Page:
The key to keeping that pressure up is the linebackers. They have started to learn to work together and are healthy now(Boley). Kiwi, Blackburn and Boley form an underrated group. They have really good physicality but lack a little in the way of speed. That’s OK though because with the constant pressure of the front 4 they are better off sitting in zones, keeping their gaps and not free lancing. The use of Boley as a pass rusher again confused the packers. He slid in unexpected, you would more expect Kiwi as the blitzer and not Boley. A brilliant scheme by Fewell’s defense, do the unexpected and wait until late in the game to spring it on them. The Packers were not prepared. Even though there was wide open receivers either they dropped the ball or Rodgers could not get the ball to them.

    The question is why did the Packers drop the ball. Well maybe it comes from being hit constantly. I could not tell because of the typical TV coverage which almost completely forgets there is something called a secondary unless it’s a high profile CB like Revis. So we don’t really get to see enough of that action. But they did look a little spooked, probably from getting pounded by Rolle, KP and Webster and Boley, Chase and Kiwi.

    Having a linebacker at the SAM with that size(Kiwi is 6’5″ and 260 with a 7 foot wingspan) has to be utilized by the DC. The wing span alone can cause problems for a QB especially trying to throw in the flats, he can disrupt a screen pass or a hot read or the safety value. He can basically take away a huge area from the QB with his wing span and agility on the strong side or whichever side he lines up on. I don’t believe in having the linebackers on one side or another all the time, they really should be able to have interchangeability within different schemes.

    So it’s really best to use as many coverage schemes as the players are able to do. If they get confused on any get rid of that scheme. Let the strength work for you and that is the pass rush. Mix it up and spring unexpected things on that offense, especially later in the game. Alex Smith is a master of nothing.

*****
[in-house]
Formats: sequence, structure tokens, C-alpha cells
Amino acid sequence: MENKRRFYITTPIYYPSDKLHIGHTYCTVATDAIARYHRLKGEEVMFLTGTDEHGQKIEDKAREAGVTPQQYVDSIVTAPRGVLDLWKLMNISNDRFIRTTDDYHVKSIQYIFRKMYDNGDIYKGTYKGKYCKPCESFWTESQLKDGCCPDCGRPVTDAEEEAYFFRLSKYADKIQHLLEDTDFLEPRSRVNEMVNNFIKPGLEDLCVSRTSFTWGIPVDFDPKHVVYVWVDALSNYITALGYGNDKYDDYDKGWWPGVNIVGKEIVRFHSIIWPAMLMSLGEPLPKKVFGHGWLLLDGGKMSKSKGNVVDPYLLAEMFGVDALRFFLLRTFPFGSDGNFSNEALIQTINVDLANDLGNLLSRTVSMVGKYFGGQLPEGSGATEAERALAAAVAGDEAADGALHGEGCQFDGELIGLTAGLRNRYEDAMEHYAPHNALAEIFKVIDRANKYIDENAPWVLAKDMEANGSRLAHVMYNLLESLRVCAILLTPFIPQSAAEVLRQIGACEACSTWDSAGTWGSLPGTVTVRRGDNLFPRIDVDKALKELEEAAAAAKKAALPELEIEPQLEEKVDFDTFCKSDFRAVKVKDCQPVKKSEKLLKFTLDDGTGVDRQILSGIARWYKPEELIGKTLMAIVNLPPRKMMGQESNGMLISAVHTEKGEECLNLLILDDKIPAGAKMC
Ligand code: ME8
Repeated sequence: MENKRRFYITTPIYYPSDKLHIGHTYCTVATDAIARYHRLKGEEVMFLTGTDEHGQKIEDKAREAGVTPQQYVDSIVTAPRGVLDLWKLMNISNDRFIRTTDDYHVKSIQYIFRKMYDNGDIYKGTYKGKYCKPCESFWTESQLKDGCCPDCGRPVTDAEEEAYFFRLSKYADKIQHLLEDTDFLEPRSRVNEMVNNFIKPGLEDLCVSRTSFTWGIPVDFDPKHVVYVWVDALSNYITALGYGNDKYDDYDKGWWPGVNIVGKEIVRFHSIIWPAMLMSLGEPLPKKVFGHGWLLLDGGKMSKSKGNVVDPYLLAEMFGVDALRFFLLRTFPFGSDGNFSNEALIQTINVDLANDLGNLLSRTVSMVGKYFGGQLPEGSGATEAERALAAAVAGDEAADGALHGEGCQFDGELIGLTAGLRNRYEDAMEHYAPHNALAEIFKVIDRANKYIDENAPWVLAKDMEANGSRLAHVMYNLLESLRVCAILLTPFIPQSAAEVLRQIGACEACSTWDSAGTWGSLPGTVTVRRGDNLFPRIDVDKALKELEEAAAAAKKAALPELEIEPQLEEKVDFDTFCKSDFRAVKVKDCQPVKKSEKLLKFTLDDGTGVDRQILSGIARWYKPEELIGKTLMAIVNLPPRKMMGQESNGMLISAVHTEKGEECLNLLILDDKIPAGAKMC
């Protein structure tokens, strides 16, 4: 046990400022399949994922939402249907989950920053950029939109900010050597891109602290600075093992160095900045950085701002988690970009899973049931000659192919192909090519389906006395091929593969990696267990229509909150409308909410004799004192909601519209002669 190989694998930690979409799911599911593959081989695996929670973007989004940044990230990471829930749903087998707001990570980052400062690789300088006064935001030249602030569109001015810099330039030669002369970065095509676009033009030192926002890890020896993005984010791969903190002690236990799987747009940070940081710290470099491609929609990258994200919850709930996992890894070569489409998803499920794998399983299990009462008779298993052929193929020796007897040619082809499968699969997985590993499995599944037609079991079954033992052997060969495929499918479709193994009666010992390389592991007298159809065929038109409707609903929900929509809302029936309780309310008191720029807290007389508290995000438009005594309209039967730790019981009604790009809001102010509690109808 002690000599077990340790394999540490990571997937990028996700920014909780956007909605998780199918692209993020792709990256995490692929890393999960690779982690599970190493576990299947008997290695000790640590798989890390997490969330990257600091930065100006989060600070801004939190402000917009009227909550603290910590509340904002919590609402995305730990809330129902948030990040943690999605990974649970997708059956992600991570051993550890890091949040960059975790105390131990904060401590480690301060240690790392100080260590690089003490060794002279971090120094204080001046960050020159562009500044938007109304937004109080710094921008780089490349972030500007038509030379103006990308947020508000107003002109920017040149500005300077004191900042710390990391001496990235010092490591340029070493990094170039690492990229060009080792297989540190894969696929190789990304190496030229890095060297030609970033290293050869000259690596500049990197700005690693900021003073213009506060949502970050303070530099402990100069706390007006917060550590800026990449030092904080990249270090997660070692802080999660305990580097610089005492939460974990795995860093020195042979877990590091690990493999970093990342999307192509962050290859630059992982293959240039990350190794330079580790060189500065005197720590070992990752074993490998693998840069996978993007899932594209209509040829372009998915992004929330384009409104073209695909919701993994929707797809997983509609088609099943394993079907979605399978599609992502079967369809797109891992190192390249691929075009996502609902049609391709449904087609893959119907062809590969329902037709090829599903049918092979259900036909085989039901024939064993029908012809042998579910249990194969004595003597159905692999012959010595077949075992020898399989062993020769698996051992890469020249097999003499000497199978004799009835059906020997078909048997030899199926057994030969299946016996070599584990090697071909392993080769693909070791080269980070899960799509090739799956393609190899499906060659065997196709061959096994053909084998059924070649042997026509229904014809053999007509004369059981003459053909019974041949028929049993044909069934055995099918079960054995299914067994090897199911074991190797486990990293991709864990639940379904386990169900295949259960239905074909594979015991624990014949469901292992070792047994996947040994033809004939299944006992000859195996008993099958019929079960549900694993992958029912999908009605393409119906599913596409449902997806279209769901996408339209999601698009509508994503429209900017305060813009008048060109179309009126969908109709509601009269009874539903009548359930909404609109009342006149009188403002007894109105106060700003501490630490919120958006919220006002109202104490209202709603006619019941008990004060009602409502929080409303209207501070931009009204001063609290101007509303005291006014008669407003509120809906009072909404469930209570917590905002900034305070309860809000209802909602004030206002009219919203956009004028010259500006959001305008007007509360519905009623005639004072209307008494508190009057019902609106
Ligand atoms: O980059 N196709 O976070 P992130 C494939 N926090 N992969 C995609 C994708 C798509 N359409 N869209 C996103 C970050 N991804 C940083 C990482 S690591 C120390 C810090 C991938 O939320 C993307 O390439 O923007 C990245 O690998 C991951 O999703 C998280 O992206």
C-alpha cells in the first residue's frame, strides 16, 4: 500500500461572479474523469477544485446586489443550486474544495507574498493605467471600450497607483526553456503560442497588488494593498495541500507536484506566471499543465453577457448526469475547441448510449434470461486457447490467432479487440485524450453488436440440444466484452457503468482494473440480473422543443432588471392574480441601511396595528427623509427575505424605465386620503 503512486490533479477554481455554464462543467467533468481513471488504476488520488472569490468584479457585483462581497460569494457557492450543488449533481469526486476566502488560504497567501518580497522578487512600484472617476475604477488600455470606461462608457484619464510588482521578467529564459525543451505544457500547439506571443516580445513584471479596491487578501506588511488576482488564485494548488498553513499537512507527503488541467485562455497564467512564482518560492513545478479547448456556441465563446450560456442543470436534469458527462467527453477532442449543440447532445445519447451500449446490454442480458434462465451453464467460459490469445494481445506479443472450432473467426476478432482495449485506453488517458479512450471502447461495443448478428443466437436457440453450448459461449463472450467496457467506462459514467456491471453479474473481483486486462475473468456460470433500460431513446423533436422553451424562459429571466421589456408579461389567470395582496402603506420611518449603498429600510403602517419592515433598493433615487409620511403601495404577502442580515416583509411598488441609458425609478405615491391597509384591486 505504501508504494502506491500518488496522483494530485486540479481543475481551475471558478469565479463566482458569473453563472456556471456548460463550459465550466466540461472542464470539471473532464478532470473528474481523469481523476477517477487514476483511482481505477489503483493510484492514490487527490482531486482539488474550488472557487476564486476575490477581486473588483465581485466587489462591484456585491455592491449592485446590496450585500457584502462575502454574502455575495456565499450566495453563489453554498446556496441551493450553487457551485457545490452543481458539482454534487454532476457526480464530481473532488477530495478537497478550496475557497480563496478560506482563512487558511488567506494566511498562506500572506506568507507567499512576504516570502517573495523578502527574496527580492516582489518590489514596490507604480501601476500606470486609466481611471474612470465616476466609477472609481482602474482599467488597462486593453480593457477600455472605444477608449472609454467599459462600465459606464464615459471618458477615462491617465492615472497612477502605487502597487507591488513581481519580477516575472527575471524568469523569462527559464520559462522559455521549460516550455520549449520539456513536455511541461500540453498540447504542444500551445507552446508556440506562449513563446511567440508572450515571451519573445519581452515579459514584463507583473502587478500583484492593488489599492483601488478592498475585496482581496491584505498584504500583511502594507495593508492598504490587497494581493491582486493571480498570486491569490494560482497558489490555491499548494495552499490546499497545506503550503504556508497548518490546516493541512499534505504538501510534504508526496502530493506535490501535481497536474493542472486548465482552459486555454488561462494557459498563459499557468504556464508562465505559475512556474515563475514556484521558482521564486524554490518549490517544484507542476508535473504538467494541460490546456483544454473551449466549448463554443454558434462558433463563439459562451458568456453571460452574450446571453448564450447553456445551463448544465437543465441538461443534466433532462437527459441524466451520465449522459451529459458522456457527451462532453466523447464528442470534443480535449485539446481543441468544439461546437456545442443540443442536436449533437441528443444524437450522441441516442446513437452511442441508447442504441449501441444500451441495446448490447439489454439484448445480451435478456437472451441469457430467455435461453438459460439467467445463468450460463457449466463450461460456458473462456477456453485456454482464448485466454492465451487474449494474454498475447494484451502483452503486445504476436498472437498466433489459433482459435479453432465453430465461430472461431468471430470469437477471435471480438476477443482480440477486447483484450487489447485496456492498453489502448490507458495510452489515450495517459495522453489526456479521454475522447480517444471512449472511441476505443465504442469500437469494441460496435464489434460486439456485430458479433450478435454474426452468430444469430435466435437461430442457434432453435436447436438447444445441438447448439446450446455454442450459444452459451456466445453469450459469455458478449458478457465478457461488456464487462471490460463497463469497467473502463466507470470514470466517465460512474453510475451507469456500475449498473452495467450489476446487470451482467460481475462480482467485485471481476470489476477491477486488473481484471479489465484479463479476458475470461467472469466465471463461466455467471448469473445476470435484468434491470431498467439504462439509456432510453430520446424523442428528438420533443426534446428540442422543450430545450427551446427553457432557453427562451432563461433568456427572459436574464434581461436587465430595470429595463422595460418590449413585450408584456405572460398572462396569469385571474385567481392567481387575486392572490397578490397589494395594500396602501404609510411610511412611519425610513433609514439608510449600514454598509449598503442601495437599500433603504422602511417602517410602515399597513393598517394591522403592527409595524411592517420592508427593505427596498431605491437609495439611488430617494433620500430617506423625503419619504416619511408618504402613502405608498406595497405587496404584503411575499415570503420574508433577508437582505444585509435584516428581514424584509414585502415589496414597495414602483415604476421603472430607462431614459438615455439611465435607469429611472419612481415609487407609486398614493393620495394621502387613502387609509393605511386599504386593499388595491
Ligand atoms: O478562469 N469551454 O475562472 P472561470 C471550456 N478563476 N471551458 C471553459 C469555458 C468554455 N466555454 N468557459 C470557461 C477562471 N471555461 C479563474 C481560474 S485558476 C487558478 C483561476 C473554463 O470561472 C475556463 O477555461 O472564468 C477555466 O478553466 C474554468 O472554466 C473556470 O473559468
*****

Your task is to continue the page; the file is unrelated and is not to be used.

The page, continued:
Stop their run game first, Alex Smith is not a great quarterback, don’t make him look like one like we did with Grossman and the Redskins. Stop Gore, smother Davis and knock Smith down. I don’t expect a high scoring game.

  2. […] Breaking Down Vernon DavisGiants Gab (blog)Inside breaking route vs. outside leverage. Davis worked back to the opposite numbers, put Roman Harper in a “trail” position and broke a tackle from FS Malcolm Jenkins on the 49-yard TD. Now, go to the fourth quarter vs. Jenkins in a press-position. …San Francisco 49ers: Breaking Down the Many Faces of Jim HarbaughBleacher ReportSaints 32 @ 49ers 36: Breaking Down the BreakdownCanal Street ChroniclesBreaking down the 49ers-Saints matchup – San Jose Mercury NewsSan Francisco Luxury Newsall 3,565 news articles » […]

  3. Per Head says:

    Vernon Davis is an amazing football player. I remember when he played for the Terps how impressed I was. At this point, he looks like the top TE of his class. I guess Antrel Rolle will have his hands full of Davis jersey because the Giants don’t have to worry to much about Crabtree. How many passes did he drop last week? Amazing. I really thing as long as Manning is protected and Davis is covered, the Giants come away with a victory Sunday.

  4. Jason C. says:

    The one thing that scares me is that the 9ers have a lot more experience this year in winning close low scoring games.
    The one player nobody is talking about who we should be tremendously concerned with is Tedd Ginn.
    Shut down the return game, play defense and don’t turn the ball over and we win. We will have to punt in this game, probably more than the past couple of weeks, but punting is ok as long as we can pin them deep.

  5. Big Daddy says:

    I think stopping Frank Gore is more important than Davis.

  6. I Hate Onsides says:

    Need to hit A. Smith in the mouth early and often and contain Gore.

    I just want to see the offense catch fire early and start putting up touchdowns instead of field goals.

    Ever hear of 3 points closer to losing?

    I don’t see the 9er’s winning a scoring battle against Elite Eli and his stable of receivers.

  7. Jason says:

    If Micheal Boley plays like he did last game we have a good chance of winning use Kiwimuka more in blitz’s along side JPP Tuck & big mouth Osi . But lets face it this game in my Opinion is going to be low scoring i just hope Tynes can make his field goals becuase if he don’t were screwed with Akers that could hit 40-50 yard field goals easily .

    • Russo757 says:

      Right thats what worries me a bit. In a low scoring game we need every opportunity and Tynes has been Mr. Inconsistant and we all know what Akers can do. NY has to be putting up 7 and let them use Akers leg to try and keep them in the game. THe last thing they need to do is give the ball back to SF with even minimal time left for Akers to kick a 55 yarder to win by 1. Cant have tight margins this sunday boys.